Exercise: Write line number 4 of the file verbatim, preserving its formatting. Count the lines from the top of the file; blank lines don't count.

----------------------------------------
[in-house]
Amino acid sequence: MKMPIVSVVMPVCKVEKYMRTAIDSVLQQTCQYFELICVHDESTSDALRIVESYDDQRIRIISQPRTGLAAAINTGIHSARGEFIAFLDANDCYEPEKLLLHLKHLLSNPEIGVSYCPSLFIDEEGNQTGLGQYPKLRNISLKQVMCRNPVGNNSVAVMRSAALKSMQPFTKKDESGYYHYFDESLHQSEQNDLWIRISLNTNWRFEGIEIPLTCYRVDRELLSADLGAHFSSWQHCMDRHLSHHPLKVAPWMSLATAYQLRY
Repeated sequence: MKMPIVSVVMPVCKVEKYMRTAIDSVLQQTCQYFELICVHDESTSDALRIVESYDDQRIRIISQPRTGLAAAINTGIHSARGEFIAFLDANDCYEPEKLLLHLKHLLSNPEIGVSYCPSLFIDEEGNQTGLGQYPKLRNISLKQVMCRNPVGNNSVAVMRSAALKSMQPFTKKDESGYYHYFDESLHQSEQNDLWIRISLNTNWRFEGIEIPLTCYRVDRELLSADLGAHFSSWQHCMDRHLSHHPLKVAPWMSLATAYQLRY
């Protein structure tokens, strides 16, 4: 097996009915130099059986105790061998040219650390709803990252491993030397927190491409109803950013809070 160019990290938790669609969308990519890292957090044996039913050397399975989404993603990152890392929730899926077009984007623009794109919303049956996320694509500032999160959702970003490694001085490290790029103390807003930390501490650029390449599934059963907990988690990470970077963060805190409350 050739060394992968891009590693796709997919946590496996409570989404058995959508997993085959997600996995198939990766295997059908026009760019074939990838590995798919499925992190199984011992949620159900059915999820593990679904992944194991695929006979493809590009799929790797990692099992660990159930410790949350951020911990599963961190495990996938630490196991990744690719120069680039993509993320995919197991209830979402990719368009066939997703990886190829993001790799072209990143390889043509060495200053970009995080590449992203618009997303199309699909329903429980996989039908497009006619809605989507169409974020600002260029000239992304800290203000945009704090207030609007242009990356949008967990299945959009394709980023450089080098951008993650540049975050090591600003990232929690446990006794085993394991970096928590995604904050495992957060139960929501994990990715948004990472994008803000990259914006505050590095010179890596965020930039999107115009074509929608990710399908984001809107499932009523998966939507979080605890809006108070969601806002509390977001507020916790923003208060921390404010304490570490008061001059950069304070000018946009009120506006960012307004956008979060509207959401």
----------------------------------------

């Protein structure tokens, strides 16, 4: 097996009915130099059986105790061998040219650390709803990252491993030397927190491409109803950013809070 160019990290938790669609969308990519890292957090044996039913050397399975989404993603990152890392929730899926077009984007623009794109919303049956996320694509500032999160959702970003490694001085490290790029103390807003930390501490650029390449599934059963907990988690990470970077963060805190409350 050739060394992968891009590693796709997919946590496996409570989404058995959508997993085959997600996995198939990766295997059908026009760019074939990838590995798919499925992190199984011992949620159900059915999820593990679904992944194991695929006979493809590009799929790797990692099992660990159930410790949350951020911990599963961190495990996938630490196991990744690719120069680039993509993320995919197991209830979402990719368009066939997703990886190829993001790799072209990143390889043509060495200053970009995080590449992203618009997303199309699909329903429980996989039908497009006619809605989507169409974020600002260029000239992304800290203000945009704090207030609007242009990356949008967990299945959009394709980023450089080098951008993650540049975050090591600003990232929690446990006794085993394991970096928590995604904050495992957060139960929501994990990715948004990472994008803000990259914006505050590095010179890596965020930039999107115009074509929608990710399908984001809107499932009523998966939507979080605890809006108070969601806002509390977001507020916790923003208060921390404010304490570490008061001059950069304070000018946009009120506006960012307004956008979060509207959401």